- Both Deliveroo and Uber Eats rolled out features that let users tip restaurants.
- The Chapel Street Precinct Association said while the tipping service launched by Deliveroo is something, it isn’t enough to support restaurants.
- Aditya Bhargav, manager of The Farm Wholefoods, told Business Insider Australia “Tipping is not a great help.”
- Visit Business Insider Australia’s homepage for more stories.
Food delivery platforms in Australia have added in tipping features to help restaurants through the coronavirus crisis – but the response from restaurant owners has been mixed.
Last week, delivery platform Deliveroo announced a new feature which lets users tip the restaurants they are ordering from, with all the funds going directly to the restaurant. Deliveroo will also match the first 10,000 customer tips, but only up to a quarter of the order value.
Uber Eats also announced a tipping feature. Users can tip restaurants $3, with the delivery giant matching these tips up to a cumulative total of $1 million.
Chrissie Maus, general manager of Melbourne’s Chapel Street Precinct Association (CSPA) told Business Insider Australia via email that tipping features won’t do enough to support restaurants. She also pointed out that tipping isn’t part of Australia’s culture.
“Giving tips is very American and not something Australians are used to,” she said, adding “a tip service is only going to skin the cat of a much larger problem.”
The CSPA represents more than 2000 commercial properties and businesses in Melbourne’s suburbs of South Yarra, Windsor and Prahran.
Maus conceded that the tipping feature was at least something, “be it very small”, to support local hospitality businesses and jobs. “Though we can agree this is something, it’s not much and it’s heavily relying on the customer to make a decision that during these tough times, many people won’t be able to afford – giving that extra tip,” she said.
But what the CSPA wanted to see was delivery companies charging restaurants lower commission fees.
“Businesses have been forced to pivot to home delivery to survive this pandemic period, but were reluctantly using the online delivery platforms which charged sky-high commissions,” she said. “Given the constraints – and the absolute crisis and heartbreaking nature of the street at the moment – we really need the likes of UberEats to at least slash their fees by 50%, if not more, because we’re haemorrhaging cash.”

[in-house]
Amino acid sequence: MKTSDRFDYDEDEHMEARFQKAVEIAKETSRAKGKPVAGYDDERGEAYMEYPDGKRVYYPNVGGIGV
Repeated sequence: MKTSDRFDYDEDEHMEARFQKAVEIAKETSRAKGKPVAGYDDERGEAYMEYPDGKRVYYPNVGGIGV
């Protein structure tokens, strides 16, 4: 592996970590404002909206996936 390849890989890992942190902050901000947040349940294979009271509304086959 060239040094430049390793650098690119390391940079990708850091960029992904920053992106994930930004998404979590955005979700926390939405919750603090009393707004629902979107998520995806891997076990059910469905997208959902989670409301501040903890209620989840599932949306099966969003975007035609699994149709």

Maus added that the best thing you can do is to call a restaurant directly and collect your order.
“By ordering directly you will be helping these businesses make it through and retain as many of the wonderful staff you’ve come to know and love.”
Melbourne food writer Dani Valent, who created a petition called for delivery companies like Uber Eats and Deliveroo to slash their fees, told Business Insider Australia by email “anything that supports restaurants is welcome”.
“I think food businesses welcome any avenue that brings in more revenue, especially in this extremely challenging time, so in that sense it’s a good initiative, particularly as Deliveroo is offering to match diner tips up to 25% of the value of any one order.”
However, Valent also mentioned that it doesn’t address the main stress point for restaurants: the commission fee.
“You have to wonder why it should be up to diners to support restaurants with discretionary extra spending when it’s in the power of the delivery companies to improve the bottom line for restaurants in the first instance,” she said.
Restaurants appreciate the tips but want the commissions to be reduced
Aditya Bhargav, manager of The Farm Wholefoods cafe in Potts Point, told Business Insider Australia his business uses both Deliveroo and Uber Eats. He said he has received only a few tips through Uber Eats.
“Tipping is not a great help,” he said. “If you get a tip [it’s] maybe once in three, four days. Like two, three dollars or something.”
He added that a reduction in commission would be more helpful.
Cedric Le Page, owner of Custom Cafe in Brookvale however, was appreciative of the tipping service. He told Business Insider Australia Custom Cafe got its first tip from Uber Eats today and considered it “very kind” of the customer.
“A dollar is better than no dollar really,” he said. “It’s such a nice gesture. We don’t advertise for it, we don’t ask for anything but people still do it. And we think it’s remarkable that Australians do these gestures.”
While Le Page also appreciated Uber Eats removing fees for pickup orders and providing funds for marketing, he also wanted to see a reduction in the platform’s high commission fees.
“For us, the biggest cost in deliveries are the 30-35% of the ticket that we pay out of that – the commission,” he said. He explained that his is able to afford it because it’s run by two owners and one staff member but many other businesses “will not be able to afford it because there’s no spare money for the business”.
“So if any of those delivery platforms would drop their fee down to 20% that would be amazing.”
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